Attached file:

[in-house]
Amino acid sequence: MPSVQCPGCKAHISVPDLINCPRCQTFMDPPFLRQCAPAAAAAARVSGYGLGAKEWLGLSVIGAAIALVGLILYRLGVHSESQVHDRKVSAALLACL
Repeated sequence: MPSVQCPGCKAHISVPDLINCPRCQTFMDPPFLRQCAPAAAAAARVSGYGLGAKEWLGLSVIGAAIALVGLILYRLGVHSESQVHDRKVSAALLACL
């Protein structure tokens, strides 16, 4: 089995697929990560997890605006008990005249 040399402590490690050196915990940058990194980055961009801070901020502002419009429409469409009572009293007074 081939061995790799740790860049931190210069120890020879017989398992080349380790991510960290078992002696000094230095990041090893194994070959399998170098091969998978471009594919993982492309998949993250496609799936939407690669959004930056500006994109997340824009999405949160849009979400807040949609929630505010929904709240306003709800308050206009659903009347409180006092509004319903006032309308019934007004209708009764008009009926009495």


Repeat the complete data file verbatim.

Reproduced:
[in-house]
Amino acid sequence: MPSVQCPGCKAHISVPDLINCPRCQTFMDPPFLRQCAPAAAAAARVSGYGLGAKEWLGLSVIGAAIALVGLILYRLGVHSESQVHDRKVSAALLACL
Repeated sequence: MPSVQCPGCKAHISVPDLINCPRCQTFMDPPFLRQCAPAAAAAARVSGYGLGAKEWLGLSVIGAAIALVGLILYRLGVHSESQVHDRKVSAALLACL
């Protein structure tokens, strides 16, 4: 089995697929990560997890605006008990005249 040399402590490690050196915990940058990194980055961009801070901020502002419009429409469409009572009293007074 081939061995790799740790860049931190210069120890020879017989398992080349380790991510960290078992002696000094230095990041090893194994070959399998170098091969998978471009594919993982492309998949993250496609799936939407690669959004930056500006994109997340824009999405949160849009979400807040949609929630505010929904709240306003709800308050206009659903009347409180006092509004319903006032309308019934007004209708009764008009009926009495």